The Lunatic Fringe

Funny bit of business in Arthur Demarest’s(1) description of the mid-19th century burst of fascination with Mayan archaeology. The early Spanish who first saw the spectacular Mayan ruins seem to have understood them to have been the product of an indigenous society, but by the time of the great “travel writers” of the 19th century, such roots were gone:

Le Plongeon, James Churchward, and many others attributed the origins and achievements of the Maya and other New World civilizations to lost tribes from the Old World or from sunken continents. Unfortunately, such fantastic speculations are very effective in capturing public interest. Just as this epoch of popular antiquarian writings had launched modern scientific archaeology, it also seeded the development of the lunatic fringe of Maya archaeology (who even today besiege archaeologists with letters and emails on extraterrestrial influences, Atlantis, and the lost Semitic tribes!).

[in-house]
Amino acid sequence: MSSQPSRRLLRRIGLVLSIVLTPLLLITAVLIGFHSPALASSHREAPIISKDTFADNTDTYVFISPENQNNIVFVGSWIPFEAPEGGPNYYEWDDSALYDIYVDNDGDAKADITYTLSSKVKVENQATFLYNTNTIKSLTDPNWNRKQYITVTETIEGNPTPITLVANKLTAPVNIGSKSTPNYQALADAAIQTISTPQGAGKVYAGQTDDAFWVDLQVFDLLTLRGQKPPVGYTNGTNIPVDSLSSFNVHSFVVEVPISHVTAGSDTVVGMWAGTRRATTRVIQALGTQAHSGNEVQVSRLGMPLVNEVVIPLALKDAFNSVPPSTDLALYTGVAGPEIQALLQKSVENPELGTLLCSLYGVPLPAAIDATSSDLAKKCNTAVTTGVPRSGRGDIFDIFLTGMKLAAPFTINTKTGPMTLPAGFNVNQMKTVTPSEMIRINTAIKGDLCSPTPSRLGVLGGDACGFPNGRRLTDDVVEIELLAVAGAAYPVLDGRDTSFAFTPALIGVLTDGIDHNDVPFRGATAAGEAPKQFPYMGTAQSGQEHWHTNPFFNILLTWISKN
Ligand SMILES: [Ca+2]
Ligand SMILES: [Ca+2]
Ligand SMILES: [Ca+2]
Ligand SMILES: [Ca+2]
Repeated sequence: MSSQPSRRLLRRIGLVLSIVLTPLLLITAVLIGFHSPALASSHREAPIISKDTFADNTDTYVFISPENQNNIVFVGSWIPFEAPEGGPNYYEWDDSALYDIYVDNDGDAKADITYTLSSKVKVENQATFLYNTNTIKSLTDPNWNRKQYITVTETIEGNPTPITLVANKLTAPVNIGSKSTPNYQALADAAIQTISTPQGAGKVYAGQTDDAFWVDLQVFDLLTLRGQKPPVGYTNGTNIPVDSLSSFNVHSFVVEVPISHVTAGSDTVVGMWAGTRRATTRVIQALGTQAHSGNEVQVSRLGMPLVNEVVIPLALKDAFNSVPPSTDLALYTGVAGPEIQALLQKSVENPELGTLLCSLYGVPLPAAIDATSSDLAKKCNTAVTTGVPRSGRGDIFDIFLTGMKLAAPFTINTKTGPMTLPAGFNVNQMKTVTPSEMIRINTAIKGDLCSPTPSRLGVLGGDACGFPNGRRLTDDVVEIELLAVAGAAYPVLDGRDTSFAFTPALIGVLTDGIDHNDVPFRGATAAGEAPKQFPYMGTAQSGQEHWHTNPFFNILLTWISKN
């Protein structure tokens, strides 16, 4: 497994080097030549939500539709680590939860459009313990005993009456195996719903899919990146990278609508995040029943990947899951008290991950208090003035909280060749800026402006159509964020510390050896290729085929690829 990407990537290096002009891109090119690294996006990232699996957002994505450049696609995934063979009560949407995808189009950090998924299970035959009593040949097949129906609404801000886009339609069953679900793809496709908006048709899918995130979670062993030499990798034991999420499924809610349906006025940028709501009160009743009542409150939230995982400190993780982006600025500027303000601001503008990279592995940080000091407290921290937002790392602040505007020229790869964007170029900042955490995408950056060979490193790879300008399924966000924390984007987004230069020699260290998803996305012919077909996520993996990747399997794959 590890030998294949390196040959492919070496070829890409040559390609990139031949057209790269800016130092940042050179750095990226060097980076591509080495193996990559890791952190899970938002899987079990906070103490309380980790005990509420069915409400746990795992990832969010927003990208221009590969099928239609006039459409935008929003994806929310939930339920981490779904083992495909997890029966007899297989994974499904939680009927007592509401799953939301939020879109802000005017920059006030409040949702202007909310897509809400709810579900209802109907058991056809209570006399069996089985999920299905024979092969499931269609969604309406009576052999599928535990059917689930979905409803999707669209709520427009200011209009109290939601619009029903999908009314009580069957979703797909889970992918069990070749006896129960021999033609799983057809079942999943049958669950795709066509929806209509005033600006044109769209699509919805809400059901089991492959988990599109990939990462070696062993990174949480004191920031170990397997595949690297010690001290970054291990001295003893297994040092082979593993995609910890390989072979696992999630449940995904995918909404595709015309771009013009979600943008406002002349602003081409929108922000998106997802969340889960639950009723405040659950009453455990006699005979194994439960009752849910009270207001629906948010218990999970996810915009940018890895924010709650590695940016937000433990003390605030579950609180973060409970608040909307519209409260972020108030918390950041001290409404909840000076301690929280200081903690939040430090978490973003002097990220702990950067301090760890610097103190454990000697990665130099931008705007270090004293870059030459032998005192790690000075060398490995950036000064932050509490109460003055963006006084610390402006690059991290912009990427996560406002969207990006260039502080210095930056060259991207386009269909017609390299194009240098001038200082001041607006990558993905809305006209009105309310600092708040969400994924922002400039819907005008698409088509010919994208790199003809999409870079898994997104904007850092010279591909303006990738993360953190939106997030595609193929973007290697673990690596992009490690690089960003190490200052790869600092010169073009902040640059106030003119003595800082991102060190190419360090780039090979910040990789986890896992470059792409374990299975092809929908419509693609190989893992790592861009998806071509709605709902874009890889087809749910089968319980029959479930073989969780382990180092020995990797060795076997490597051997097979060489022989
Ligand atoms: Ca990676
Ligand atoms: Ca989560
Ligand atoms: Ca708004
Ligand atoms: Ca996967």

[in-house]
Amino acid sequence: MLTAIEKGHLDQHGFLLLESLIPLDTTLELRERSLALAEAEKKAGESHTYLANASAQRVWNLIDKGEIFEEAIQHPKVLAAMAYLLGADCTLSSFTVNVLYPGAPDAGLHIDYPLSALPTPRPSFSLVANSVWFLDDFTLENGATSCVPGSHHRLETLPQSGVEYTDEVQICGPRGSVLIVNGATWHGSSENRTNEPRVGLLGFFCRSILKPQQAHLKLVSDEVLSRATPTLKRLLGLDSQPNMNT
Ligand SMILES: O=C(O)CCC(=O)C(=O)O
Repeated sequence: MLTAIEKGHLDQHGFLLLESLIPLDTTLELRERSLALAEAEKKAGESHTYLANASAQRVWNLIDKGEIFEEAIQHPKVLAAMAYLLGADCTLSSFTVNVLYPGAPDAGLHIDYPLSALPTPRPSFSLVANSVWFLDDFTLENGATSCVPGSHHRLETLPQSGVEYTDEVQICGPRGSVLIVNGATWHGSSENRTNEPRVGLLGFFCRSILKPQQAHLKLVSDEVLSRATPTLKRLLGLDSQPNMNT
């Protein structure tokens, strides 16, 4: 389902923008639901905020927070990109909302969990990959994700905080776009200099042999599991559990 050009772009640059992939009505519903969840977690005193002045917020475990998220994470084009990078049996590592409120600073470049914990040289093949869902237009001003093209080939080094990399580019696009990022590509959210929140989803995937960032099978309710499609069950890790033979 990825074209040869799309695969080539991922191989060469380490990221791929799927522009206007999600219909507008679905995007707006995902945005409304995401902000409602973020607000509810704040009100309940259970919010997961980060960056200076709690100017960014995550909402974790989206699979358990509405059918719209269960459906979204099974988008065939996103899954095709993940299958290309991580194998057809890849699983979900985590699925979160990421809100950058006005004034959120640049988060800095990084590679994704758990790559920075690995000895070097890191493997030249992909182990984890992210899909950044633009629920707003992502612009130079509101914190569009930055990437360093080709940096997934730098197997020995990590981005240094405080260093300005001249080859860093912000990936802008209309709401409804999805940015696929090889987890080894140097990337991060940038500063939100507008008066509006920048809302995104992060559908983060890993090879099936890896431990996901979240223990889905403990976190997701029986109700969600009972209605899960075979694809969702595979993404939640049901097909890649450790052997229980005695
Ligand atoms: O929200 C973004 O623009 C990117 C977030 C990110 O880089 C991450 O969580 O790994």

1. Demarest, A. (2004) Ancient Maya: The Rise and Fall of a Rainforest Civilization (Cambridge University Press, Cambridge, UK).